Adisa sulked. "You sound just like Mother."

    "You get taught what I got taught and what our parents got taught. What a surprise!"

    "I just feel like there's more to it." He shrugged.

    "All of you do. You come along and you think you'll be the one to change things, and then you realise what everything is like, and you move to the back of the pack on purpose. It's just... best to get ahead of yourself and stay here now rather than have to do all of that later."

    Adisa had looked at her disapprovingly and shook his head. They walked for what felt like hours without seeing anything, and Adisa felt his stomach rumbling. He wondered what it was like for mother at home - she'd sacrificed several meals in recent days for his sake. If he could just make sure they got something to take back...

    Boipelo crouched down into the grass. Abimbola hopped off his shoulder and made sure not to make a sound as he hit the floor. Akachi and Fariji followed in his lead. The others did the same, until the crouching wave hit Adisa and Chichi. He crouched and sniffed the air - zebra. They moved forward. Slowly. Slower. Slowly. Slower. Slowly, slowly, slowly. Boipelo roared and pounced, and the others followed. "I'll be right back." Adisa said, jumping away from Chichi and into the long grass. He heard her yell "wha-?", but she did not give chase.

    Adisa ran as hard as his legs could carry him, ignoring the whips of the grass against his face. He listened closely, paying attention to the way the zebra and the pack were moving. They had missed the zebra - it was getting away. They were still giving chase, but Adisa knew they probably couldn't catch up. This was his time to shine.

    Adisa leapt out of the grass, colliding into the zebra, claws and teeth bared. He grappled onto it. The zebra kicked and tried to toss him off it. He clung on for dear life, sinking his claws deeper and deeper. He slung onto its underside, dragging it down onto the floor. It let out one last yell for help before his teeth silenced it forever.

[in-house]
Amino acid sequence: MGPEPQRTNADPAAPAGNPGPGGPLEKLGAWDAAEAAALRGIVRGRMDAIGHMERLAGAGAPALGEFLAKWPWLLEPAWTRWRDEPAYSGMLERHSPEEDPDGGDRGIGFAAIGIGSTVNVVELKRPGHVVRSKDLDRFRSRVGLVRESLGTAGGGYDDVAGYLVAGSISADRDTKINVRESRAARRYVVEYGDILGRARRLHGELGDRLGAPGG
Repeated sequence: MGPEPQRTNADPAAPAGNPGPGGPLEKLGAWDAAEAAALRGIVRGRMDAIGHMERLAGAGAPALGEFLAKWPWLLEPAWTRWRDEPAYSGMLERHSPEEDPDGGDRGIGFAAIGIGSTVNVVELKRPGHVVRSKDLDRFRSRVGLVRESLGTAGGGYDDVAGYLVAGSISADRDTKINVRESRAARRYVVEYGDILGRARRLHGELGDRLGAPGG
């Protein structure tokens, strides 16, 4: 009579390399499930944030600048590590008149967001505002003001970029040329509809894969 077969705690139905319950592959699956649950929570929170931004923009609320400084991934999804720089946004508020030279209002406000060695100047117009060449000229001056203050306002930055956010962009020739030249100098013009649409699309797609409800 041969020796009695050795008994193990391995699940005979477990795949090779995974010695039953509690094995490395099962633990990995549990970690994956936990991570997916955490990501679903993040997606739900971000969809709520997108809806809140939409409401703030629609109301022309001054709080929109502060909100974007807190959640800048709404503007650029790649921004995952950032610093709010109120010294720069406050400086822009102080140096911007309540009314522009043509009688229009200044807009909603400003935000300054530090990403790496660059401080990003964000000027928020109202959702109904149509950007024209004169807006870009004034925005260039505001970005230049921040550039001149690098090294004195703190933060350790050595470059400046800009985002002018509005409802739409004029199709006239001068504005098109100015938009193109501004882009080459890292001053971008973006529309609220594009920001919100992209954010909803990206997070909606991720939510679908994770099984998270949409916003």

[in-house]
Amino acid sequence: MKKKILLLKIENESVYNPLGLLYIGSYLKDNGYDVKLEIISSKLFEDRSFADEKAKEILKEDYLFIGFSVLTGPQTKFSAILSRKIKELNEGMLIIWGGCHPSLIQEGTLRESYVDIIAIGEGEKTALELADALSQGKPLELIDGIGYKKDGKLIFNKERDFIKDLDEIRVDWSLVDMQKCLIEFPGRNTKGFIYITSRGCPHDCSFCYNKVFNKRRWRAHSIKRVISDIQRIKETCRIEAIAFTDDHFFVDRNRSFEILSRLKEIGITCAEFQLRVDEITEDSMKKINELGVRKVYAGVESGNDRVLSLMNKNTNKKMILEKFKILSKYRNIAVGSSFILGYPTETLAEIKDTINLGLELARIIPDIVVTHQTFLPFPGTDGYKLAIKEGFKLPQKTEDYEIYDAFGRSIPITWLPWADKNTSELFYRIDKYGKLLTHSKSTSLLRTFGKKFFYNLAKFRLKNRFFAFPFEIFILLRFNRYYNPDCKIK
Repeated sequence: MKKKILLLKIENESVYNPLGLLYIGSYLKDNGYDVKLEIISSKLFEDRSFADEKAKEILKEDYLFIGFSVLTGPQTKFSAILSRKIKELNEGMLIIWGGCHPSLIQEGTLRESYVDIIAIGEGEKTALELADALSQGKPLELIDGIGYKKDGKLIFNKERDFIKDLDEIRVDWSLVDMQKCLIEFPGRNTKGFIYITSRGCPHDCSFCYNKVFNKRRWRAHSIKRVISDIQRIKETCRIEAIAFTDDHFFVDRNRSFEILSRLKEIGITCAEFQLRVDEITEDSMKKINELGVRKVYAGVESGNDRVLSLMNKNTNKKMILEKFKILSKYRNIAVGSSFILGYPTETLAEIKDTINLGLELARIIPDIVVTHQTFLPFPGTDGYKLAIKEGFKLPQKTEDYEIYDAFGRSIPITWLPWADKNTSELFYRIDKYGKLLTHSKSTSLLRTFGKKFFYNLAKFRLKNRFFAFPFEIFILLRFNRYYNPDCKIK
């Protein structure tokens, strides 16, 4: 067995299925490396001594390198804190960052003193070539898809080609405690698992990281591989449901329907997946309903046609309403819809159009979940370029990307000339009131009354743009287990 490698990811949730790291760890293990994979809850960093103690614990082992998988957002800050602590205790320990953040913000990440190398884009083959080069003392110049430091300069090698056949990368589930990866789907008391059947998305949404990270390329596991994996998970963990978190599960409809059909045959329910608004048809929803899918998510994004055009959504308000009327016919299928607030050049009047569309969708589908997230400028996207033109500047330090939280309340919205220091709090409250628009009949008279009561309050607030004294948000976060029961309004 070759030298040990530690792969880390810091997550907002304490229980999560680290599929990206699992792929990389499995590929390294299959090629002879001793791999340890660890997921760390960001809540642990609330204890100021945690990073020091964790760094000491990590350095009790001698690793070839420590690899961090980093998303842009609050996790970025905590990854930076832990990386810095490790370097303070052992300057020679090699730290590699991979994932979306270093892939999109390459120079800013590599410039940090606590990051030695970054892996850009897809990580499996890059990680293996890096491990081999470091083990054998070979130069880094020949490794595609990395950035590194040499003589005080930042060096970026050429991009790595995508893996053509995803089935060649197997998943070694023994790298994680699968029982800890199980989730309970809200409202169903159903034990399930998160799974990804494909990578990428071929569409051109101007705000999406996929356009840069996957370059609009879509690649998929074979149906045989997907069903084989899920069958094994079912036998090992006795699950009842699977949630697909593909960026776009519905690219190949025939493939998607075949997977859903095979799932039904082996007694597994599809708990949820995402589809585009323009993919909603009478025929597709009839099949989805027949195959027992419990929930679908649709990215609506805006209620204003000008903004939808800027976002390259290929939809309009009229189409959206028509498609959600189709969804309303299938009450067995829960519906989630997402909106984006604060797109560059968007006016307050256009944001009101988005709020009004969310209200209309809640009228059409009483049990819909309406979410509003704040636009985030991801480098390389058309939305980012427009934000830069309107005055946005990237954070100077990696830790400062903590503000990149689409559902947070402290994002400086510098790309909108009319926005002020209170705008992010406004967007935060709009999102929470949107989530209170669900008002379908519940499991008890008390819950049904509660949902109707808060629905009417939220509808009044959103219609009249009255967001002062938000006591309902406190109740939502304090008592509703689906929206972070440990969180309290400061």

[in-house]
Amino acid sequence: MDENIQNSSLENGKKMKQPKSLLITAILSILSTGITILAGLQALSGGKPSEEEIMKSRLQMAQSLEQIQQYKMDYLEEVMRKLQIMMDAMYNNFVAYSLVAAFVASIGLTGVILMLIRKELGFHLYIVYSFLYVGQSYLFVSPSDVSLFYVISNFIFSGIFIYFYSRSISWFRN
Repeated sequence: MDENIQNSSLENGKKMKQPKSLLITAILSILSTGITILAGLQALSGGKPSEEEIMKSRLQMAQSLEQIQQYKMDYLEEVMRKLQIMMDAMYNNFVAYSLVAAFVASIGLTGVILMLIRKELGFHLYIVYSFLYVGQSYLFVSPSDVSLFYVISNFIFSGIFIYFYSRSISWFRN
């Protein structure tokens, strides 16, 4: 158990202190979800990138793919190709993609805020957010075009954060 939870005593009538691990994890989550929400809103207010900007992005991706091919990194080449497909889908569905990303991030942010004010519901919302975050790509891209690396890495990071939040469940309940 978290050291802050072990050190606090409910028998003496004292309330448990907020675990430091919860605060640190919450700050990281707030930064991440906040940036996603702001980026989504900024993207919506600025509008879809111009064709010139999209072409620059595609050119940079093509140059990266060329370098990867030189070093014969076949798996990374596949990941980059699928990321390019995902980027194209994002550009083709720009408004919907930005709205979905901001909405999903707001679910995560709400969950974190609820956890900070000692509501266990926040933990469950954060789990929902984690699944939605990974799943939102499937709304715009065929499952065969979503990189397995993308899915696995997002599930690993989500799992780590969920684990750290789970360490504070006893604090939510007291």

He crawled out from beneath it, his teeth and his snout and his whiskers painted with the fresh blood of his first kill. "I DID IT!" He yelled, grinning.

    Boipelo bounded towards him and swiped Adisa away, launching him into the tall grass. The world span. When he came back to his senses, he realised he was on his back. Abimbola flew overhead - Adisa heard him land nearby. He got up onto his feet and shook his head and made his way over to the rest of the pack. He looked at Boipelo, Akachi, Abimbolo, and several others who were good friends of Boipelo's... feasting on the zebra. Adisa's zebra.

    "The ones who made the most effort towards the kill get feeding rights." Fariji said. "Or so they say."

    "They didn't do anything." Adisa clenched his teeth.

    "I told you to stay at the back of the pack." Chichi said with a furrowed brow.

    Adisa walked over to Boipelo and cleared his throat. "That's mine." He said.

    Boipelo paid no attention.

    "I said," Adisa spoke louder. "That's mine."

    Boipelo turned to look at him. Bloodlust filled his eyes and his lips were peeled back, rattling with a low growl. Adisa did not look away. "My mother is starving."

    Boipelo stepped aside. "You and your mother may have a quarter of this zebra. When she gets here, you will tell her of your performance here today, but you did not make the killing blow. If I find out you told her otherwise, I will kill you myself. Are we understood?"

    Adisa looked at him for several seconds and nodded. Boipelo threw back his head and roared. Somewhere in the distance, the rest of the Pride did the same. They would be here soon.